Your intelligence gathering should produce a complete understanding of every required approval on the local, state and federal levels — including all boards, commissions and agencies required to make a recommendation or a final vote. The report should include a concise timeline for each agency and board, identify all possible public hearings (both optional and required), rules of conduct for each hearing, and any public comment periods.

The rules governing public hearings become important as you plan your strategy for each meeting. The rules may differ from one community to another — some allocate a specific amount of time for an entire hearing, some allocate a time limit per speaker, and yet others have no rules regarding public comment or speakers, so they can blabber as long as they want and the hearing can be continued over several evenings.

Some communities set a time limit on the application process. We have seen some that require a final decision a zoning request within 60 days after the application is filed. Some communities and agencies set time guidelines for each step of the process, and yet others have no time limits.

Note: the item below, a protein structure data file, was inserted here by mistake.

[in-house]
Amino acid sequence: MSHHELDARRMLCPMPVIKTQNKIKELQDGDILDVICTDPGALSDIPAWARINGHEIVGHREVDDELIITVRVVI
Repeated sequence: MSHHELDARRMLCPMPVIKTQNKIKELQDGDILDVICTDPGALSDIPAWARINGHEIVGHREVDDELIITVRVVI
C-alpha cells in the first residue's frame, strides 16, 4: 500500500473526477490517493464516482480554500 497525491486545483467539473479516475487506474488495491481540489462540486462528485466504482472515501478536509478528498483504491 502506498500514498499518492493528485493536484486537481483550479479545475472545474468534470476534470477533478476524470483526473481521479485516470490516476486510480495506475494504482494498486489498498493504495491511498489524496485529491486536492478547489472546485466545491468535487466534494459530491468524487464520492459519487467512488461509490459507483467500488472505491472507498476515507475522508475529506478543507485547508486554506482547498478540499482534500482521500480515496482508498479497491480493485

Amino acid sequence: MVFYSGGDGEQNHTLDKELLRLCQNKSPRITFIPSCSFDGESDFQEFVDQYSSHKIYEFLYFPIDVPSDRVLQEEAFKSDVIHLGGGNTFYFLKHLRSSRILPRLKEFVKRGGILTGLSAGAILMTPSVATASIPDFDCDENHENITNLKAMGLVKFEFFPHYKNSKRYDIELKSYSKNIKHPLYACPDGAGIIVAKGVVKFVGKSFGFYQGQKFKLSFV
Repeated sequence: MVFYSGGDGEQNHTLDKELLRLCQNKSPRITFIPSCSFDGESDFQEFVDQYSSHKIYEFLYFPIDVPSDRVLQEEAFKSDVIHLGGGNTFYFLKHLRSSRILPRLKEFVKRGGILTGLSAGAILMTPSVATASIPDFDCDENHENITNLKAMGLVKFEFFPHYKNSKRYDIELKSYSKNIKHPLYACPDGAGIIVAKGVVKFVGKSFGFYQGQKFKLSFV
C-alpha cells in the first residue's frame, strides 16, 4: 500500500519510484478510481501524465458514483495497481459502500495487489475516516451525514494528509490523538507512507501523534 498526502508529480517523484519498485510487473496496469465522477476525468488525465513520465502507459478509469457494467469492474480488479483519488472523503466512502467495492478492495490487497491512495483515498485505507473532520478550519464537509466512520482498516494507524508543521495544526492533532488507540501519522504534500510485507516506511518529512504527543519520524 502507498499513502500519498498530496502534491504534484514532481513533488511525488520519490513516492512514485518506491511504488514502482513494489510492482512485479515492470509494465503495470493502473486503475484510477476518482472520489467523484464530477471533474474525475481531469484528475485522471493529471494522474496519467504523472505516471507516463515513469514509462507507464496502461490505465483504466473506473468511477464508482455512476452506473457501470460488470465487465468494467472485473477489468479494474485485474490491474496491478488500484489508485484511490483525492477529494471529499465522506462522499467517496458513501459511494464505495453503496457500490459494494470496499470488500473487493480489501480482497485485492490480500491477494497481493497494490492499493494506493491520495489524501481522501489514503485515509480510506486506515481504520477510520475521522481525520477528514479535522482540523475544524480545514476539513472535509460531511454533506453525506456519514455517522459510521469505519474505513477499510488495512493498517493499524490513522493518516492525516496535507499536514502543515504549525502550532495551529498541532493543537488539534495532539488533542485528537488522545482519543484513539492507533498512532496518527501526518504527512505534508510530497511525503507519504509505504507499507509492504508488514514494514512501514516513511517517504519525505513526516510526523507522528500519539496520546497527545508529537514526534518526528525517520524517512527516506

Your due diligence report should include the regulations governing the approval process. In most communities, for example, the planning commission provides a recommendation to the governing board. But in others a negative recommendation initiates the need for a “supermajority” of the approving board.

Local Politics

It is essential to get an unbiased read on the politics on every level before you apply for permits. You need to know what to expect from the elected and appointed officials, and whether they are telling you the straight story about your prospects.

Identify the political alliances on approving boards, and know which officials are susceptible to constituent pressure (and to which constituent groups they owe allegiance). Did Councilor Jones get elected as a result of his participation in a previous anti-development effort? If Commissioner X is supportive of your project, does he have allies on the board who will likely go along? Or perhaps foes who will automatically take the opposing side?

Examine the campaign finance records of the elected decision-makers to identify their major contributors. Are those contributors likely to oppose your project? This key information could tell you in advance if you may encounter political roadblocks.